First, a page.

An SWS Client Use Case: College of Education


This article is an overview of how the College of Education is using the Student Web Service (SWS) in its advising web application: STEP (Student Tracking of Educational Progress).

STEP is web based tool used at the College of Education by faculty advisors and administrative staff to view student information. STEP incorporates UW central data (student information and transcript information) with local college data (advisor information, degree milestones, internships, placements, etc).

STEP currently uses five resources available through the SWS.

  1. Person – We use the person resource to lookup student RegIDs. Our application was originally based entirely off of the UWSDB so we have System Key as our identifier. We need RegID because that is the student identifier all the services expect.
  2. ID Card – There is a place holder silhouette in the screen shot, but the app brings in the student’s Husky Card photo through the ID Card service.
  3. Registration – This service populates the “Currently Enrolled” tab. That module was built before the Enrollment service existed, but now that same data is available through the Enrollment service.
  4. Enrollment – We use this service to populate the “Transcript” section.
  5. Courses – For both “Currently Registered” and “Enrollment” we use this service to get the full course title.

STEP is a PHP application. We use the CURL and SimpleXML libraries to help with the service request and parsing the response.

Sample code is available, demonstrating how to connect to the SWS using PHP, CURL, and SimpleXML. That code here. STEP uses a slightly modified version of the SimpleRestClient.php class.

Most of the data presented in STEP runs live off of the service. For a couple more static items (ID card photos, and course titles) we implemented a local cache.

Since the “Transcript” takes a couple of seconds to load (varying by length) we decided to load the page with the section hidden. When a user expands the section they get a “Loading…” and ajax spinner while the service request is made and parsed.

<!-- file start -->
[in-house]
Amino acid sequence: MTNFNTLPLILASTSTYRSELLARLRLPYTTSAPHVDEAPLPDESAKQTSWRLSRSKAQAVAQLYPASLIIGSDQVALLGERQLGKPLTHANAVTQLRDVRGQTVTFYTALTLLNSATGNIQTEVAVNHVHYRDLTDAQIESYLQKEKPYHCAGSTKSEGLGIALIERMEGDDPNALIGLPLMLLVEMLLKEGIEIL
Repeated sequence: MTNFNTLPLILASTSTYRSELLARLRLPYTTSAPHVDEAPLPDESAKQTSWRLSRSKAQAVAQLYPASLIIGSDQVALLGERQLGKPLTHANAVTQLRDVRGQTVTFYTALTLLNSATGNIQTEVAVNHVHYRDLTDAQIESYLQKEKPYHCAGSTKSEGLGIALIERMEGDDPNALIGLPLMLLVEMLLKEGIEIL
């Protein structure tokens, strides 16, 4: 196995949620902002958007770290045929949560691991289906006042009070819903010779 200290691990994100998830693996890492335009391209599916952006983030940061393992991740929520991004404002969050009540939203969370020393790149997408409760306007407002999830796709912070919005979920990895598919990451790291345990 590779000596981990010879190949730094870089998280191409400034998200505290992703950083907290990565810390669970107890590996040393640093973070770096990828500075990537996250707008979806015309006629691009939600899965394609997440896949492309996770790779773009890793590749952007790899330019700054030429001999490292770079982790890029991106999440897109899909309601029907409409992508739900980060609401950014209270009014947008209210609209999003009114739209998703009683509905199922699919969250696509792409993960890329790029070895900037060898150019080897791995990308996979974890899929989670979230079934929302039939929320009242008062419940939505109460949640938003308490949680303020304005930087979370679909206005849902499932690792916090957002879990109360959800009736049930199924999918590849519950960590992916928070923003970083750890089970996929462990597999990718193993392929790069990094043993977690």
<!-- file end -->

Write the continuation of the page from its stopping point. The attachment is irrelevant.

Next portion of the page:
The whole process was fairly easy to implement. If I had to pick out one challenge it would be mapping the location of the data you need in the service payload. The SWS currently provides an XHTML payload. This format is great for development and debugging since you can easily examine the service in a browser. However, it makes parsing the XML with a library like SimpleXML less elegant than if the service used a custom XML vocabulary.

Instead of code that looks something like this (if SWS had custom a XML vocabulary).

$xml->student->term[0]->course[2]->course_number;

We have to map to specific fields like this (to specify a path through an XHTML document).

$xml->body->div->ol->li[0]->div[9]->ul->li[0]->div[1]->a->span;

You only have to work out this mapping once and there are multiple ways to locate data (e.g. XPath searches) so it is not a huge obstacle. SWS team also has an XML version of the service on its to-do list.

We are currently in development on calculating credits and GPA based on the webservice. That was mostly an exercise in defining our business rules. We are waiting for one fix from SWS before rolling it out. That same change will allow us to update several degree milestones based on the service.

There are a couple things the SWS does not provide. We have to start with an existing student list since there is no existing service to tell us who are students are. We still import contact information (address, phone, email) from the UWSDB. We hope these fields will be available in the person resource in the future.

Our system was originally designed to allow students to access their own record. However it was a major internal change to get our local data moved to this application and we decided to shut off student access until we are confidant the local data is up to date.

Paul Hanisko
hanisko@uw.edu
Web Developer
UW College of Education

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  1. #1 by Dan Boren - March 16th, 2010 at 08:49

    I’ll echo the sentiment that parsing the XHTML is a nuissance. I’d like to be able to get payloads in JSON so that a single function call in any language would dump them straight into a native data structure.

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